Over the past three weeks children have been supported in developing weaving and sewing skills using items reclaimed from the nursery.
They started using old bike tyres: winding wool, ribbon and string on a large scale. Children worked in pars and collaborated, supporting each other and sharing talk. Next they began to use strips of fabric to sew through holes and develop an understanding of threading and working with needles. Smaller frames with netting were also used. Adults commented at end of day evaluation meetings how the children sustained for long periods, talking and highly engaged. Some adults commented on the therapeutic nature of the experience and calmness in the space.
During this time lots of different fabrics and materials have been used, from fruit packaging to abandoned painted canvases. A variety of sizes: large and small scale utilised with many children having opportunities to explore and return to master.
Some children were further supported to extend their learning by designing bags and adding detailing with thread, fabrics and objects. This has taken some perseverance to ensure you don't sew your bag shut!!!
Even as I type this, children are proudly coming to my office to share work they have created using old paper which was painted on but no child claimed. These have been cut up into strips so children can fashion their wares using them.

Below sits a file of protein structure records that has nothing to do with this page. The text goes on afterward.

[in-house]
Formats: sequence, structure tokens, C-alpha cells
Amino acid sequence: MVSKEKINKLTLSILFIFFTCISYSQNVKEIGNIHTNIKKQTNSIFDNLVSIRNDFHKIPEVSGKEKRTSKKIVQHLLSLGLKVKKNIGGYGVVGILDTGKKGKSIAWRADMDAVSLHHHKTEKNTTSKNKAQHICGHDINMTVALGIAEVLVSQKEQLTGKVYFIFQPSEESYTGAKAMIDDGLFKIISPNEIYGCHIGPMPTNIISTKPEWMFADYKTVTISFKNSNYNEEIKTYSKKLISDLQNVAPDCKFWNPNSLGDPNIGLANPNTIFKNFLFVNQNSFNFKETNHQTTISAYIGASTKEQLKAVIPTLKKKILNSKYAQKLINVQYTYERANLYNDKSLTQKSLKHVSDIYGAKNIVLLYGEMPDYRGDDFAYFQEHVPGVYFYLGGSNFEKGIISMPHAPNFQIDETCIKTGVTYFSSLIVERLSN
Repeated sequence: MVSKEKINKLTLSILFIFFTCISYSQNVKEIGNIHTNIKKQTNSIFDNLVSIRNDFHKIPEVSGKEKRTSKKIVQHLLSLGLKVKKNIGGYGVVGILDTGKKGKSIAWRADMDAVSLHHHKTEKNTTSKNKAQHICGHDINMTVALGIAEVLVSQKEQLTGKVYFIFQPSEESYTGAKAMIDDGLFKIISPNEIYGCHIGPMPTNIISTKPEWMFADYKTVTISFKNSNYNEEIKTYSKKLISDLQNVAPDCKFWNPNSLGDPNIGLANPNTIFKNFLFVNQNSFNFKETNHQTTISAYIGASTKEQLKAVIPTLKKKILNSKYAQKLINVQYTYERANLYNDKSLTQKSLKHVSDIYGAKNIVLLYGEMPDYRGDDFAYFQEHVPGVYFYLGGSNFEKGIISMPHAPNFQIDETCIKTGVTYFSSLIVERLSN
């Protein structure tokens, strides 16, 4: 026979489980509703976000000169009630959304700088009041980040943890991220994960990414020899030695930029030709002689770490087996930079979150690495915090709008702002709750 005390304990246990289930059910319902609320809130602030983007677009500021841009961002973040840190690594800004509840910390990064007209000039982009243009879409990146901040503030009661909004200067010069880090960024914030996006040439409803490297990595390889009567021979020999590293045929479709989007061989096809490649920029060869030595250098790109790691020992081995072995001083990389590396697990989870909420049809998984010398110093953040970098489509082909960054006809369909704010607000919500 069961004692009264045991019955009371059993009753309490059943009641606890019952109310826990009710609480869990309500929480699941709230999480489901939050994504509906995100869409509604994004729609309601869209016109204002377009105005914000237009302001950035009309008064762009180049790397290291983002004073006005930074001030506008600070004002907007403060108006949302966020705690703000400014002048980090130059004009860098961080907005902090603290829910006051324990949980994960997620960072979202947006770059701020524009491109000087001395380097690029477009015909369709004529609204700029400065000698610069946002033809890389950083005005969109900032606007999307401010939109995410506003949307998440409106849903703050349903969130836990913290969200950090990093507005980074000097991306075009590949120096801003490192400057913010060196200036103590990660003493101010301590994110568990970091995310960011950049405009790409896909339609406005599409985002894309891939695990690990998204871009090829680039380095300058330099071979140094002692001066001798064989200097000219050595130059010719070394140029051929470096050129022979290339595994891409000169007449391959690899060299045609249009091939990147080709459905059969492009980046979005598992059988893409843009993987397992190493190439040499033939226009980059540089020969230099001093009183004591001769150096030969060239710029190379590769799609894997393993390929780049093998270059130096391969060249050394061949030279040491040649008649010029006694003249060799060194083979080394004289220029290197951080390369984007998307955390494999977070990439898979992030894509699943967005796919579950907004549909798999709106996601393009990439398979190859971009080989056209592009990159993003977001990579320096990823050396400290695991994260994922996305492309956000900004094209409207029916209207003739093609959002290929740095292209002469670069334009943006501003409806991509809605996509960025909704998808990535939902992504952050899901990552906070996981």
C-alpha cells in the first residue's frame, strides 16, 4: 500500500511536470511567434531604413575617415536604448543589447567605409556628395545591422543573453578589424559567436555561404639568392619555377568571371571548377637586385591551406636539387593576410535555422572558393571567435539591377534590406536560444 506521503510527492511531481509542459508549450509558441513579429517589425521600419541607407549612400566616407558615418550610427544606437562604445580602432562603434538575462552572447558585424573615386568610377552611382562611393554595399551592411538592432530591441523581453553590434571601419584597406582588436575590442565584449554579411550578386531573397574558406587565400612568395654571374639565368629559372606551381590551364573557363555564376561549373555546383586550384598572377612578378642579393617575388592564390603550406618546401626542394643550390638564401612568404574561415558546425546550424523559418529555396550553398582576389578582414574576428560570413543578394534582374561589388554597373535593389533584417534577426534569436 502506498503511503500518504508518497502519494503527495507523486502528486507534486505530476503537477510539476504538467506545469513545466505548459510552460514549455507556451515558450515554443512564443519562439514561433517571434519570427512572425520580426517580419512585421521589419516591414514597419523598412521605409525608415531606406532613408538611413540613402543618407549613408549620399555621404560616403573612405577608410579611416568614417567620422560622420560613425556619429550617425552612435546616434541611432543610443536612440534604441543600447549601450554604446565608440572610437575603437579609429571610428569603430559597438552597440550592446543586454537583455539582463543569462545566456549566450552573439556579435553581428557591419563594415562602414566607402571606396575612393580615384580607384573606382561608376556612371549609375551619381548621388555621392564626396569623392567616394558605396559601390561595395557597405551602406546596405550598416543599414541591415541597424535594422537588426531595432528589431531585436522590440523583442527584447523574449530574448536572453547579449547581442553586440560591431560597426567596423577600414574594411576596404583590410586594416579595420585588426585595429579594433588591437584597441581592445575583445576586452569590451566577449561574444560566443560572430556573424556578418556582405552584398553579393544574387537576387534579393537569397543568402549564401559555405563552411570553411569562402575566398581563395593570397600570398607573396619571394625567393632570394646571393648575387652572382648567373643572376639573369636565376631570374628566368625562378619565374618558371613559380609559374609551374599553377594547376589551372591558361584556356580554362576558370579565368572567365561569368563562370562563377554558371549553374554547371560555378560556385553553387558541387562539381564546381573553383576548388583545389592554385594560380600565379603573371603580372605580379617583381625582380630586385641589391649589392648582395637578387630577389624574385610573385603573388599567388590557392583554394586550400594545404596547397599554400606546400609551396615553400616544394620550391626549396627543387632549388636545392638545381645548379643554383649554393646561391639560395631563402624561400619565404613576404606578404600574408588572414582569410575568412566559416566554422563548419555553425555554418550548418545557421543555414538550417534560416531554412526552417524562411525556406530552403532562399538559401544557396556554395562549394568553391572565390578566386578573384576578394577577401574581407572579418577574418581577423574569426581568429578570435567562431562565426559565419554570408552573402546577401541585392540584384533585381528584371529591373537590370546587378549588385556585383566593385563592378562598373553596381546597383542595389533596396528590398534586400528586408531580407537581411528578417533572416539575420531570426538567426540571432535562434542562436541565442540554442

We continue to promote a process led ethos and not an end product!
WATCH THIS SUSTAINABLE SPACE.
NB. We were thrilled when today we took part in a fabulous workshop here with Maud and Veronica from Sunny Jar Eco hub who are helping launch tote bags for the shops around the Globe Town area and are looking at supporting a Plastic-free Roman Road.
Contact Becky here if you would like to be involved.
Details of their work will follow later this week.
At Rachel Keeling we are fortunate to have a garden which bears fruit, vegetables and herbs. Throughout the year children are supported to develop an understanding of the process of growth. They plant, tend to and harvest produce to enjoy.
Recently staff noticed the children appear to be using the snack area more frequently. They seem to be self-regulating and noticing their hunger levels.
Children harvested coriander from our garden, washed and chopped it. They grated cucumber and mixed it with yoghurt to make a delicious dip to enjoy with toasted bagels and carrots.
Why not try to make this at home!
This year the children were captivated by the delivery of some eggs. They patiently observed the eggs, some noticed they were moving and that they could hear a sound coming from the eggs. Children suggested many things that could be inside the eggs "Chicks... dinosaurs... crocodiles... let's cook the eggs!"
After a couple of days some yellow beaks were spotted, pecking their way out of the shells. When the newly hatched chicks were fully hatched they were transferred to a larger heated container. All 10 chicks hatched successfully.
Children helped to care for our visitors: cleaning, feeding and watering them. They gently handled the tiny chicks and talked about how they felt. Children observed the chicks closely, noticing changes such as their size, the colour of their feathers and how they moved.
Four of the chicks went to live with a member of staff. The remaining six went back to the farm.
Enrichment experiences like this are so wonderful in developing language and empathy.
We are always mindful of living creatures and as a staff we are reflective about this process.
We will review next year whether we feel this is an ethically sound experience to be part of.